Even buying lottery tickets in Illinois is losing its charm.
With Illinois delaying payouts of more than $600 because of its budget mess, neighboring states are salivating at the chance to boost their own lottery sales. Businesses near borders, particularly in Indiana, Kentucky and Iowa, say they've already noticed a difference.
The Lottery problems stemming from Illinois' budget impasse have led to a lawsuit and come amid questions about Illinois revenues and a shake-up in lottery management.
Here's are some things to know about the situation:
Many gas stations, smoke shops and convenience stores in states bordering Illinois say they first noticed an increase in August, when the state said payouts over $25,000 would have to wait because there wasn't authority to cut checks that big. Now those businesses are reporting a bigger flurry since Oct. 14 when the Illinois Lottery announced it had lowered that threshold to payouts over $600.
Idalia Vasquez, who manages a GoLo gas station in Hammond, Indiana, said irked Illinois residents have been streaming in to buy lottery tickets. She estimates ticket sales are up as much as 80 percent since Illinois' second delay announcement.
"We have long lines, but they're patient with it because Illinois is not paying," Vasquez said of the store roughly 20 miles from Chicago. "They're all coming here and saying, 'I'm from Illinois, how do you play it here?'"
The Hoosier Lottery even issued a statement welcoming Illinoisans.
Lotteries in Missouri, Indiana, Iowa and Kentucky say sales have increased since Illinois first set a cap on prize payouts. But they all caution that other factors might be in play.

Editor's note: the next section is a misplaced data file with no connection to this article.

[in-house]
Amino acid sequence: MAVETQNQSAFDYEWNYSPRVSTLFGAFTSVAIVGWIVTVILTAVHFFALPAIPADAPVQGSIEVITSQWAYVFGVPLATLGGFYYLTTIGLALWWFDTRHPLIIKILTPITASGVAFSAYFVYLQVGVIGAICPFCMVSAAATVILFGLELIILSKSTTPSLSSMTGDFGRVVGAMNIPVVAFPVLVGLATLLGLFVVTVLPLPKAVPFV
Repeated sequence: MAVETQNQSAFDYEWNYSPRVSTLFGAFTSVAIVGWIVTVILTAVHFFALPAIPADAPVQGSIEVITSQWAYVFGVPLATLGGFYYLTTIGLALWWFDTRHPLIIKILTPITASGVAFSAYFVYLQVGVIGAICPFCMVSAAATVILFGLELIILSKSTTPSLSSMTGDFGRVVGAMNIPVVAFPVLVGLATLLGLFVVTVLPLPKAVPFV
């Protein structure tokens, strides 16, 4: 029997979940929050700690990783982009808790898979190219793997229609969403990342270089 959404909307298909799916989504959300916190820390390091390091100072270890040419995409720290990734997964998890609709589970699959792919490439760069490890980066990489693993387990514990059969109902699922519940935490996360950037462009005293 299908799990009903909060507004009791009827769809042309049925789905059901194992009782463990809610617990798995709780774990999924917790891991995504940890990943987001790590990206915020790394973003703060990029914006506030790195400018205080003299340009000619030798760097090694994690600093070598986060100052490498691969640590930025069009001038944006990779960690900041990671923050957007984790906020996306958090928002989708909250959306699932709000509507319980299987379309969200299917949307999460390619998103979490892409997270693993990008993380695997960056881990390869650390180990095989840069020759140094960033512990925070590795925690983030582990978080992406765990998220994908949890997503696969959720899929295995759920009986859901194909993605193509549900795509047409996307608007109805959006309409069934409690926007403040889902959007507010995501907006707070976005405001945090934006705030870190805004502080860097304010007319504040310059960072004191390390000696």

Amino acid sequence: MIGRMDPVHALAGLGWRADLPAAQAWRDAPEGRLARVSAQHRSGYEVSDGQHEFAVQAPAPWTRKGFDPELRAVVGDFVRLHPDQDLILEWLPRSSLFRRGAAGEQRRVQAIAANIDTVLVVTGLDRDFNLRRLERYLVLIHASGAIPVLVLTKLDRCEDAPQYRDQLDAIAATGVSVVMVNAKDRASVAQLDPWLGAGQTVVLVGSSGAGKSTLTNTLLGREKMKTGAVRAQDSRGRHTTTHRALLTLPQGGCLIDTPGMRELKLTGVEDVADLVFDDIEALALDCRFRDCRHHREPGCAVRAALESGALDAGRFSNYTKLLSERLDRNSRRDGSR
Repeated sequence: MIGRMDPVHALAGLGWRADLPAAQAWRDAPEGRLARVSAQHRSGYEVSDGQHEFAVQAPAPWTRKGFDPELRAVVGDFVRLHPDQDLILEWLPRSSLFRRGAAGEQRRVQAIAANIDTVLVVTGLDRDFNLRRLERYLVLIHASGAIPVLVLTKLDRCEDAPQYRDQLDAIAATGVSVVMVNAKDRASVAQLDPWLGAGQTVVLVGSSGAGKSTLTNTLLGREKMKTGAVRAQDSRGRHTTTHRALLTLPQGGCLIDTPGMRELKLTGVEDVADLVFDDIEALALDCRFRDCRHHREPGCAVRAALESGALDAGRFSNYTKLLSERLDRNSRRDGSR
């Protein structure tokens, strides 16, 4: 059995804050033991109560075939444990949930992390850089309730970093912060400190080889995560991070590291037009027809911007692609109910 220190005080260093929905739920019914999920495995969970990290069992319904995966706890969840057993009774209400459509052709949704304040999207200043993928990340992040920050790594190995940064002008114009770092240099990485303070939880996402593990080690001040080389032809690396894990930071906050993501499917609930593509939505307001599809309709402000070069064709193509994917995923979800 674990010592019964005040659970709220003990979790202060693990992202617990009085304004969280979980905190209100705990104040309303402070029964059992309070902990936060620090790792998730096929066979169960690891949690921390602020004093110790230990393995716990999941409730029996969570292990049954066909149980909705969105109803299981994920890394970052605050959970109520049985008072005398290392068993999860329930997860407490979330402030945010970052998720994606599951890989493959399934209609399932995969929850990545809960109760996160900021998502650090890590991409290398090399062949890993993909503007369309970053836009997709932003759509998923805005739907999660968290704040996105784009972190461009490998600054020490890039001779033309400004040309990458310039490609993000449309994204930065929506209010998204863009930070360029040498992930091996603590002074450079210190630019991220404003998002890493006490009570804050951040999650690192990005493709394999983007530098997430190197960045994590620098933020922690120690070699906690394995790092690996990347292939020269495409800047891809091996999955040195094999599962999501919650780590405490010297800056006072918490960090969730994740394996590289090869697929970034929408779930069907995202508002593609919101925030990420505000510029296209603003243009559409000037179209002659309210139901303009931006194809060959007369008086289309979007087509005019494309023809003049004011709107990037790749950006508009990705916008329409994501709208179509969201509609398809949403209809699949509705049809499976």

In Kentucky's McCracken County, along Illinois' southern border, there was a 13 percent jump in scratch-offs from July 1 through Oct. 9, compared with a 9 percent jump statewide.
One retailer with higher sales is Paducah's Kentucky Tobacco Outlet, where most of customers are already from Illinois. According to manager Michael Coomer, those customers are now buying more and say trust in Illinois is gone.
"It's definitely known and very vocal," he said of Illinois' problems. "It's definitely going to be better for us."
Ticket sales in the St. Louis area were up 3.8 percent from June to Oct. 17, while Missouri saw a 3 percent jump. Iowa Lottery officials said five counties bordering Illinois are seeing recent sales that far outpace the overall 3.66 percent increase statewide this fiscal year compared to last. Hoosier Lottery officials said northwestern Indiana counties near Illinois also posted an increase. Wisconsin couldn't provide figures.
The Illinois Lottery declined to release its ticket sales data, and spokesman Steve Rossi refused to answer questions about the impact of delaying payouts. He said revenues are still going to a school fund, which is required by law.
When will Illinois pay?
It's hard to say. The Illinois Lottery is one casualty of the budget stalemate and there's no sign of when it'll end.
First-term Republican Gov. Bruce Rauner and the Democrats who control the Legislature haven't been able to agree on a spending plan for the fiscal year that began July 1. Rauner wants to enact pro-business changes before signing off on a budget. Democrats want Rauner to support new taxes. Meanwhile, most state money is being spent at unsustainable rates through state laws and consent decrees.
An attempt in the Legislature last week to release money to lottery winners and others didn't make it to the floor.
For now, anyone who wins more than $600 won't get their money right away because the office doesn't have money in the account used to pay those winnings.
Winners have already filed a federal lawsuit seeking payment with interest.
Illinois is seeking a new lottery manager after terminating its contract with private company, Northstar Lottery Group, over concerns about management. A legislative report showed the Lottery saw a drop in proceeds last year for the first time since 2009.
The state has put out feelers for a replacement, with responses due Wednesday. After that, there will be requests for proposals.
It will take time. Under the termination agreement, Chicago-based Northstar will continue operations until 2017 when a new company is expected to take over.